Austria's and Sweden's accession to the European Community : a comparative neo-Gramscian case study of European integration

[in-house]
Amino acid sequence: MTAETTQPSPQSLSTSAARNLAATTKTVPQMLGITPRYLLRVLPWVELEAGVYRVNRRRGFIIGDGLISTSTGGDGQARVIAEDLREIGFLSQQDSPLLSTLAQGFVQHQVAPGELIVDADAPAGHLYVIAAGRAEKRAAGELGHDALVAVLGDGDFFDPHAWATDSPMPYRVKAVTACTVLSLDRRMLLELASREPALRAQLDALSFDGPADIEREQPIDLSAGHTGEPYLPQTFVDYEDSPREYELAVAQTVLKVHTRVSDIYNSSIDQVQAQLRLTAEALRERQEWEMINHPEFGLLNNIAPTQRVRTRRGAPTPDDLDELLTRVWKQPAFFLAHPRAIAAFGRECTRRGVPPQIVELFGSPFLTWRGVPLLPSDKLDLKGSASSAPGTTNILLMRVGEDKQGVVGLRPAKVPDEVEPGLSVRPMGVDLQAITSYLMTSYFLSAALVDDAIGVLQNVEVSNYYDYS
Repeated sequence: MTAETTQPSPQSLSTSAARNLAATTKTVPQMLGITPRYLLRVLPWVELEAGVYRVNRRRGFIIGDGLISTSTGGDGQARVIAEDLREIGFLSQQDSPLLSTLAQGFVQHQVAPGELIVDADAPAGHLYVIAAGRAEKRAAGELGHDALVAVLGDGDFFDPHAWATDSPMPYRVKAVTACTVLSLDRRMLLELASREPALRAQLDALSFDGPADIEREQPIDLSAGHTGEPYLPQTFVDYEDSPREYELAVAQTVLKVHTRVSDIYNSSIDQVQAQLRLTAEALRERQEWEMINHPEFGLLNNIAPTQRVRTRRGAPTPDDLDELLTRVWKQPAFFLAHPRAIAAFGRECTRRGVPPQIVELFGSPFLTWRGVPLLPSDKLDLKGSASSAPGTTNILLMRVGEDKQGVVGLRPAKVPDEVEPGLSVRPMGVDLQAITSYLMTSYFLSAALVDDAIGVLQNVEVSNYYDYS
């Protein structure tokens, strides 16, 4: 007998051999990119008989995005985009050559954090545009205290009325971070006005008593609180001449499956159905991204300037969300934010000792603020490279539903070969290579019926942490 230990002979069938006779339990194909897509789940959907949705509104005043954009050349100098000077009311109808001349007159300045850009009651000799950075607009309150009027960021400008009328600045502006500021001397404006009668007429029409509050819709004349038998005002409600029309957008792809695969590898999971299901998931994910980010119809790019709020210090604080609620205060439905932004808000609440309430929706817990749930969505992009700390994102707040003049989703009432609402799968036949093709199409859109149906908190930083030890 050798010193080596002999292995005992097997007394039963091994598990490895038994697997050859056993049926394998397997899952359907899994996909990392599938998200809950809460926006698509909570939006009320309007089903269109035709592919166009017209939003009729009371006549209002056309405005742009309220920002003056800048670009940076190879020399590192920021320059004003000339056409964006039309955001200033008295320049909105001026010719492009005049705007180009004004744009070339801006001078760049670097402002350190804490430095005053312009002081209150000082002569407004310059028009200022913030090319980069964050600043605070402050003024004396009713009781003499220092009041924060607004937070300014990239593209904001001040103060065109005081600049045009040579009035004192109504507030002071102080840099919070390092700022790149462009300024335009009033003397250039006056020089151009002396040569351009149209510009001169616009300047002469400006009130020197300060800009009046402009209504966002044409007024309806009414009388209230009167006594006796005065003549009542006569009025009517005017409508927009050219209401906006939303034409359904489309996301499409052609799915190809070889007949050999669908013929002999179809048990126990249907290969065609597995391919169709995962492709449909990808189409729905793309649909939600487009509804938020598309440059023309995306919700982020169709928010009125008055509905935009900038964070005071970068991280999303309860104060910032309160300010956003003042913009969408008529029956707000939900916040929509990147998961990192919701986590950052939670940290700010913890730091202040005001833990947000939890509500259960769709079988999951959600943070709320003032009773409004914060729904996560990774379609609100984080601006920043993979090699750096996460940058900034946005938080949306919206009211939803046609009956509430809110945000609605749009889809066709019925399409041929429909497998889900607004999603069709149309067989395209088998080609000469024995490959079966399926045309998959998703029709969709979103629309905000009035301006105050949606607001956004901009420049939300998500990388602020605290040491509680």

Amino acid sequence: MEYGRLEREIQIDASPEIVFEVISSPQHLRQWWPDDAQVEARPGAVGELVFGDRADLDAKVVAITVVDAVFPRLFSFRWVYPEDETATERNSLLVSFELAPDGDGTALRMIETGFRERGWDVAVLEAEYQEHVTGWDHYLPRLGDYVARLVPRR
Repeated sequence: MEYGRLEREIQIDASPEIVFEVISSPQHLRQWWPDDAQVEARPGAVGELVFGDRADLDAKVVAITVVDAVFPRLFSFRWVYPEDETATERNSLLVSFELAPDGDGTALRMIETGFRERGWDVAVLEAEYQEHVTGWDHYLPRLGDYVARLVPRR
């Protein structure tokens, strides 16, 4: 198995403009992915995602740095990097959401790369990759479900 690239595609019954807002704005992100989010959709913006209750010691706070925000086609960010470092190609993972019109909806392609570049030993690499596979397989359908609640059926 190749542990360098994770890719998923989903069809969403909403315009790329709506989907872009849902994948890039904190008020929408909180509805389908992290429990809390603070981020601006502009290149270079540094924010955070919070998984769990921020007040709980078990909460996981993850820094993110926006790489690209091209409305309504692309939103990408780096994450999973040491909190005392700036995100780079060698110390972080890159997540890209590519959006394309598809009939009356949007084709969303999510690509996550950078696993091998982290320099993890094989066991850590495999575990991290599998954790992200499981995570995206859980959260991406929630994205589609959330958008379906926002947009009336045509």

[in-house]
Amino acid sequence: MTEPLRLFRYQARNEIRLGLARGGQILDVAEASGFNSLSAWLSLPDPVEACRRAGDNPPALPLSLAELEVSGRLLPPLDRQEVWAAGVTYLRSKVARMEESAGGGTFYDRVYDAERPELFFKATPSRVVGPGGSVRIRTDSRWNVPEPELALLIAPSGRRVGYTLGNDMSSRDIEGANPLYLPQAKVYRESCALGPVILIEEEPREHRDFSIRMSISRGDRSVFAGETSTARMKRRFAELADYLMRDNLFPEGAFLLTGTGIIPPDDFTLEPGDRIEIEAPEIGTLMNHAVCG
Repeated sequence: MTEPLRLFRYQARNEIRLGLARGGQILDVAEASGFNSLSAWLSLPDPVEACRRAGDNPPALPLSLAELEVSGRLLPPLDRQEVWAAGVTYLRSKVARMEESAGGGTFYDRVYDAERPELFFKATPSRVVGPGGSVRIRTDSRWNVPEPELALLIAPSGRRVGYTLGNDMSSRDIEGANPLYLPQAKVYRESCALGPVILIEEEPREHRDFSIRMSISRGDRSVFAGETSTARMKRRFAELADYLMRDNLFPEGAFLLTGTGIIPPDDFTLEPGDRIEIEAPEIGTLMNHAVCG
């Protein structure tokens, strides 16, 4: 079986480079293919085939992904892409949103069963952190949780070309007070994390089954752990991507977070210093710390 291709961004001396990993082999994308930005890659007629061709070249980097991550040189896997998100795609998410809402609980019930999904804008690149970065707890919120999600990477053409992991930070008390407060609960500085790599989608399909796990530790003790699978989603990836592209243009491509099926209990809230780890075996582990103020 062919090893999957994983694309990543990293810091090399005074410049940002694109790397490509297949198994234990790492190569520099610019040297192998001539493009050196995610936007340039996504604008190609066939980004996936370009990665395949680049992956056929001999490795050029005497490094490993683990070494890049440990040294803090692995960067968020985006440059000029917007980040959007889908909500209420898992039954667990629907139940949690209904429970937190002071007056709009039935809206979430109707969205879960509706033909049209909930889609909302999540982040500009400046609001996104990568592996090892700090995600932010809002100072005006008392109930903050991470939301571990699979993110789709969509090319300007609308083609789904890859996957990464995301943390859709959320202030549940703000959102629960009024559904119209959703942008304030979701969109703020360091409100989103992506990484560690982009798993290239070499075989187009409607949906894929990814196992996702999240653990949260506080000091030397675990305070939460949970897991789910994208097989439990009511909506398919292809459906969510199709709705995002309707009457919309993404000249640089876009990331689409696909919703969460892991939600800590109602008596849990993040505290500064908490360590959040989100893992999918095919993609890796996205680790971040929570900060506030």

Since the 1 January 1995, Austria and Sweden have been members of the European Community (EC). This thesis analyses why the two countries joined the EC at a moment, when the latter's development towards a neo-liberal economic policy embodied in the Internal Market and the convergence criteria of the Economic and Monetary Union endangered their traditional Keynesian economic policy making and when the steps towards a Common Foreign and Security Policy threatened Austria's and Sweden's policies of neutrality. It is argued that the process leading to application and then the struggle around the referenda on membership in Austria and Sweden have to analysed against the background of globalisation, a structural change experienced since the early 1970s and characterised by the transnationalisation of production and finance and a shift from Keynesianism to neo-liberalism. Established theories of integration, which take existing power structures as given, are unable to explain instances of structural change. Consequently, a critical theory derived from neo-Gramscianism is developed as an alternative for the investigation of Austria's and Sweden's accession to the EC. Most importantly, its focus on social forces, engendered by the production process, allows the approach to conceptualise globalisation. Applied to the Austrian and Swedish case, it is established that alliances of internationally-oriented and transnational social forces of capital and labour respectively, supported by those institutions linked to the global economy such as the Finance Ministries, were behind the drive towards membership in the neo-liberal EC. While they succeeded in their undertaking, the forces opposed to the EC and neoliberalism should not be underestimated. Nationally-oriented labour and capital in Austria and labour mainly from the public sector in Sweden together with the Green Parties in both countries may well mount a successful challenge in the future. Changes in the international structure, although not of primary importance, implied that neutrality was no big obstacle to EC membership in the late 1980s/early 1990s. Gorbachev's liberal foreign policy and a general decline in the power of the Soviet Union in the case of Austria and the end of the Cold War in the case of Sweden allowed the pro-EC forces in both countries to redefine neutrality in a way that made it compatible with membership.